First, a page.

80  The Times, 21 September 1931, ‘Supplement: Faraday Number’, p. xxi.

81  L. Hannah, Electricity before Nationalisation: A Study of the Development of the Electricity Supply Industry in Britain to 1948, London and Basingstoke, 1979, 150–4. The eponymous chair of the committee was the same Viscount Weir who had queried Birmingham's plans in 1919.

82  Hannah, op. cit. (81), 115–18.

83  For photographs of the floodlighting of London's buildings see Illustrated London News, 5 September 1931, 34–7; 19 September 1931, 422–3.

84  The Times, 21 September 1931, 21d; ibid., ‘Supplement: Faraday Number’, p. vi f. The speeches at an event at the Royal Institution, including one by Macdonald, were printed in The Times, 22 September 1931, 14b–c.

85  Sir Richard Gregory, ‘Industry built on science’, The Times, 21 September 1931, ‘Supplement: Faraday Number’, p. xiii e. See also the explanation of Faraday's discovery and its importance by Sir William Bragge, in Illustrated London News, 19 September 1931, 444.

86  The Times, 1 October 1931, 14b. I. Falconer, ‘Thomson, Sir Joseph John (1856–1940)’, in ODNB. While the engineering professions had been busy glazing the north aisle of the abbey with commemorative windows since the 1860s, the scientists were colonizing its walls and floor with plaques; recent recipients of this honour included Joseph Hooker (1911), John Couch Adams (1892) and Joseph Prescott Joule (1890): A. R. Hall, The Abbey Scientists, London, 1966.

87  The Times, 1 October 1931, 14b. Since the late nineteenth century Faraday had proved posthumously invaluable to the Institution of Electrical Engineers, as a safely dead figurehead acceptable to both the electrical scientists and the telegraph engineers, who tended to disparage one another's achievements: Gooday, G., ‘Faraday reinvented: moral imagery and institutional icons in Victorian electrical engineering’, History of Technology (1993), 15, 190205Google Scholar.

88  The Times, 8 June 1891, 9b.

89  Punch, 27 June 1891; the cartoon is reproduced and described in Gooday, op. cit. (87), 193–4.

90  Sir Norman Lockyer, ‘The influence of brain-power on history’, Nature, 10 September 1903, 445. Similarly, Ayrton's inaugural lecture as the University of London's first professor of technical physics, in 1879, quoted in Gooday, op. cit. (87), 196.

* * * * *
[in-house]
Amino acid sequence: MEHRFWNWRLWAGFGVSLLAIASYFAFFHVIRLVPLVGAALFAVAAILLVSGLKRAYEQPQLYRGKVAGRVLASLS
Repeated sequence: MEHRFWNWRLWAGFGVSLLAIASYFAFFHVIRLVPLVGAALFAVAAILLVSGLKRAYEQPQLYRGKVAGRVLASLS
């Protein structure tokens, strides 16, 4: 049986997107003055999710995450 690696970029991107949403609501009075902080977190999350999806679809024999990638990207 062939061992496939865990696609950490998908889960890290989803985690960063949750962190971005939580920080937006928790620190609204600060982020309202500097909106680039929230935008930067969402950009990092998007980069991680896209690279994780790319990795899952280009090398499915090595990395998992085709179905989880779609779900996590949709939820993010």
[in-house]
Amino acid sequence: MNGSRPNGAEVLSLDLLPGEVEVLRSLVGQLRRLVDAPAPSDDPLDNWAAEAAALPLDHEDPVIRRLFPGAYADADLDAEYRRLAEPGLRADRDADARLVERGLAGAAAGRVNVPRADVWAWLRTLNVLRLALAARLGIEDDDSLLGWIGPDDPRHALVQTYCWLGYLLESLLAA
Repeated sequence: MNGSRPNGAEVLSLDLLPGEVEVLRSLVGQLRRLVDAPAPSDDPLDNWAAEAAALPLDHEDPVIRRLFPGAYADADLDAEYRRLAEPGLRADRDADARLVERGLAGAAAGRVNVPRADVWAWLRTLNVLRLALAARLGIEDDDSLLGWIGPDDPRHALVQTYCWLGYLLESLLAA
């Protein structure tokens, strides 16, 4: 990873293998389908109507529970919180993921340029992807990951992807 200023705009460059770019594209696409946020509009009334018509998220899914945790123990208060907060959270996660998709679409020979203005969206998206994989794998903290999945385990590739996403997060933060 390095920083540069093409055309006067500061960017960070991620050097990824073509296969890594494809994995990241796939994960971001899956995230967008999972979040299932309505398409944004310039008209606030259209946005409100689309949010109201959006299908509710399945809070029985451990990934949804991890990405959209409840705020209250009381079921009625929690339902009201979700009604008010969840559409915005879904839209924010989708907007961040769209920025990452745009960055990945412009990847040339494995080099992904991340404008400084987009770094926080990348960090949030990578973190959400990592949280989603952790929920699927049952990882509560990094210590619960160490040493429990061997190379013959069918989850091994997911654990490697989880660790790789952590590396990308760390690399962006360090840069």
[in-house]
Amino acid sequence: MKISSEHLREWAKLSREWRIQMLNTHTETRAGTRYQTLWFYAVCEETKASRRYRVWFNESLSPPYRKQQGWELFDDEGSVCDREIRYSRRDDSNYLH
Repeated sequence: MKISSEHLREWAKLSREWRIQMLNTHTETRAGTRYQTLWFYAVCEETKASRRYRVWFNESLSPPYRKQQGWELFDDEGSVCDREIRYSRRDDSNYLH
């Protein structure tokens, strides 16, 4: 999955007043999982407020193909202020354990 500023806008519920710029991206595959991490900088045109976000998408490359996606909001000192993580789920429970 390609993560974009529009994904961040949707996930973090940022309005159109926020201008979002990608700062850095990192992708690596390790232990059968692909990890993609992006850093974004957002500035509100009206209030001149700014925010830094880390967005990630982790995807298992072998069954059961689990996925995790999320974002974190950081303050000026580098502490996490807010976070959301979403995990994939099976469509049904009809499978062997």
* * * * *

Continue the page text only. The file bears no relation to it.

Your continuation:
91  Morus, op. cit. (24), 196–200, 216–19.

92  Schaffer, ‘Making up discovery’, op. cit. (11), 40–4.

93  Cantor, op. cit. (13), 173–7; original emphasis. J. Tyndall, Faraday as a Discoverer, London, 1868; by 1894 Tyndall's biography had reached its fifth edition, and he was regularly citing Faraday as his exemplary ‘pure scientist’ in both meanings of the term. See also T. F. Gieryn, Cultural Boundaries of Science: Credibility on the Line, Chicago and London, 1999, 51–64.

94  The Times, 22 June 1869, 5e; also ibid., 27 January 1868, 12b; ibid., 7 June 1869, 6b; Hansard, 6 July 1869, cols. 1173–4.

95  Reported in The Times, 12 February 1870, 9f.

96  Coryton, J., ‘The policy of granting letters patent for invention, with observations on the working of the English law’, Sessional Proceedings of the National Association for the Promotion of Social Science (1873–4), 7, 172Google Scholar.

97  Coryton, op. cit. (96), 183. For the ideas about invention that underpinned the two sides in the debate over the patent system see C. MacLeod, ‘Concepts of invention and the patent controversy in Victorian Britain’, in Technological Change: Methods and Themes in the History of Technology (ed. R. Fox), Amsterdam, 1996, 137–54. For patenting more generally in this period see I. Inkster, ‘Machinofacture and technical change: the patent evidence’, in The Golden Age: Essays in British Social and Economic History, 1850–1870 (ed. I. Inkster, C. Griffin, J. Hill and J. Rowbotham), Aldershot, 2000, 121–39.

98  The Times, 19 March 1880, 9d. See also The Times, 23 December 1896, 7c–d; W. R. Grove, in Report from the Select Committee on Letters Patent, BPP, 1871, X, 619.

99  E.g. The Times, 13 August 1884, 2d; The British Workman (1897), quoted in P. Broks, Media Science before the Great War, Basingstoke, 1996, 105. See also Kline, R., ‘Construing “technology” as “applied science”: public rhetoric of scientists and engineers in the US, 1880–1945’, Isis (1995), 86, 194221Google Scholar. That such a shift was by no means complete is indicated by a public lecture on Edison's inventions given by Professor Barrett in 1879. Comparing Edison with Faraday, Barrett said that both types of men were necessary, one for ‘material progress’, the other for ‘intellectual progress’, and identified ‘profound technical knowledge’ (not science) as fundamental to Edison's inventiveness. Interestingly, it was against the charge of materialism, in contrast with the notorious unworldliness of Faraday, that Barrett felt called on to defend ‘the inventor’: The Times, 2 January 1879, 11a. For Barrett see A. Gauld, ‘Barrett, Sir William Fletcher (1844–1925)’, in ODNB.

100  The Times, 13 August 1884, 2d.

101  Benjamin Kidd, Social Evolution, London, 1894, 6. For Kidd see D. P. Crook, Benjamin Kidd: Portrait of a Social Darwinist, Cambridge, 1984.

102  Committee … on … Natural Science in the Educational System of Great Britain, BPP, 1918, IX, 498. See also, for example, ibid., 476; Report of the Committee of the Privy Council for Scientific and Industrial Research, 1925–6, BPP, 1926, XV, 691; Factors in Industrial and Commercial Efficiency (Committee on Industry and Trade), BPP, 1927, II, 36.

103  R. Donaldson (ed.), Bicentenary of the James Watt Patent for a Separate Condenser for the Steam Engine, Glasgow, 1969.